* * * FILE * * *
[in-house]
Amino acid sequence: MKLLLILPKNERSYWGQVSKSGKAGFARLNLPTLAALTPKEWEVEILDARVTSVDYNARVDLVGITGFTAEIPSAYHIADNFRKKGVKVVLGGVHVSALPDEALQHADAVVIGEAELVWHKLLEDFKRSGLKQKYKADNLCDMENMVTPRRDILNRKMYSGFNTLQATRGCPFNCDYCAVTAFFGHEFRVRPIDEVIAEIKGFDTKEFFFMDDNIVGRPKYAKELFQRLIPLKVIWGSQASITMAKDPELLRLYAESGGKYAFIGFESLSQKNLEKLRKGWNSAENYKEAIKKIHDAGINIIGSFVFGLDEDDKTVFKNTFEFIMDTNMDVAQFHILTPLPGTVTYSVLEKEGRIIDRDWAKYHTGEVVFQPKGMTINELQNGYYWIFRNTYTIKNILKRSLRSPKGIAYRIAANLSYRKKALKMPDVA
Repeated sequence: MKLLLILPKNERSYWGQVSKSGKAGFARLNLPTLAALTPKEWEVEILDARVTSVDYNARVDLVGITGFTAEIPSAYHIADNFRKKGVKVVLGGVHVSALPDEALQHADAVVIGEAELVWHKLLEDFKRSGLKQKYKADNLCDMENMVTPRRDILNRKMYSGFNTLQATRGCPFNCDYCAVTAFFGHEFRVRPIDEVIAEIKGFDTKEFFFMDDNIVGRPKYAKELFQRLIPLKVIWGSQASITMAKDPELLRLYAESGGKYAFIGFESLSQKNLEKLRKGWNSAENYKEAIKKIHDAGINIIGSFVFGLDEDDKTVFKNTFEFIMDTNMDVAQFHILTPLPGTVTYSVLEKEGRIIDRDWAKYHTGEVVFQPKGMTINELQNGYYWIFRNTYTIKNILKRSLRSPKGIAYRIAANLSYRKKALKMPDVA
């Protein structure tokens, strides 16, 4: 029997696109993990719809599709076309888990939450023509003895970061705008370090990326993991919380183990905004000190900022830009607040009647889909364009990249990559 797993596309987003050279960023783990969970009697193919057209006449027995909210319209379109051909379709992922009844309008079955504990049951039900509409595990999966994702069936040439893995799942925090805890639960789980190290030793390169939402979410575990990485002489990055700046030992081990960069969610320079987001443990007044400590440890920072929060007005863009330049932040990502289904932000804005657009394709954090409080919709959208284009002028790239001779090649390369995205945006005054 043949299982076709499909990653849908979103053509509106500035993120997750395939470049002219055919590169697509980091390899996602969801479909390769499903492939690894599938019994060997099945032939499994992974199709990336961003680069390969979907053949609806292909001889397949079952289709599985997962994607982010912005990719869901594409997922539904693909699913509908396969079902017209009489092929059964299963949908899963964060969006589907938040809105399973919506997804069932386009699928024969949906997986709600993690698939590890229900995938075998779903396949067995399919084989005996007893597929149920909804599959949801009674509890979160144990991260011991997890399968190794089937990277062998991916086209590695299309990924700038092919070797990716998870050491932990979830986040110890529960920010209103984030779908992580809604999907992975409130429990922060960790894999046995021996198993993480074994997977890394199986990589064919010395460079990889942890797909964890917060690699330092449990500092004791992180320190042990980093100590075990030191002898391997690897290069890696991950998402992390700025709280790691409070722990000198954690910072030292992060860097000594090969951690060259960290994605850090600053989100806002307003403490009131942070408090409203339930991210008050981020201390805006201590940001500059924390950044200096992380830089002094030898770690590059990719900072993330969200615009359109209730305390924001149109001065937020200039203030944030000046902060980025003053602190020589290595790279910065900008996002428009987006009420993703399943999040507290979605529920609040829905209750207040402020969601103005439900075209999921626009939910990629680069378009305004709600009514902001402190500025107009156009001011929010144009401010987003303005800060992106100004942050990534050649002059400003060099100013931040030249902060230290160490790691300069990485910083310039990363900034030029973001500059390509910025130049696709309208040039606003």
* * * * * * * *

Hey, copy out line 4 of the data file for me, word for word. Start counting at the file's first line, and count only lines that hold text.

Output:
């Protein structure tokens, strides 16, 4: 029997696109993990719809599709076309888990939450023509003895970061705008370090990326993991919380183990905004000190900022830009607040009647889909364009990249990559 797993596309987003050279960023783990969970009697193919057209006449027995909210319209379109051909379709992922009844309008079955504990049951039900509409595990999966994702069936040439893995799942925090805890639960789980190290030793390169939402979410575990990485002489990055700046030992081990960069969610320079987001443990007044400590440890920072929060007005863009330049932040990502289904932000804005657009394709954090409080919709959208284009002028790239001779090649390369995205945006005054 043949299982076709499909990653849908979103053509509106500035993120997750395939470049002219055919590169697509980091390899996602969801479909390769499903492939690894599938019994060997099945032939499994992974199709990336961003680069390969979907053949609806292909001889397949079952289709599985997962994607982010912005990719869901594409997922539904693909699913509908396969079902017209009489092929059964299963949908899963964060969006589907938040809105399973919506997804069932386009699928024969949906997986709600993690698939590890229900995938075998779903396949067995399919084989005996007893597929149920909804599959949801009674509890979160144990991260011991997890399968190794089937990277062998991916086209590695299309990924700038092919070797990716998870050491932990979830986040110890529960920010209103984030779908992580809604999907992975409130429990922060960790894999046995021996198993993480074994997977890394199986990589064919010395460079990889942890797909964890917060690699330092449990500092004791992180320190042990980093100590075990030191002898391997690897290069890696991950998402992390700025709280790691409070722990000198954690910072030292992060860097000594090969951690060259960290994605850090600053989100806002307003403490009131942070408090409203339930991210008050981020201390805006201590940001500059924390950044200096992380830089002094030898770690590059990719900072993330969200615009359109209730305390924001149109001065937020200039203030944030000046902060980025003053602190020589290595790279910065900008996002428009987006009420993703399943999040507290979605529920609040829905209750207040402020969601103005439900075209999921626009939910990629680069378009305004709600009514902001402190500025107009156009001011929010144009401010987003303005800060992106100004942050990534050649002059400003060099100013931040030249902060230290160490790691300069990485910083310039990363900034030029973001500059390509910025130049696709309208040039606003």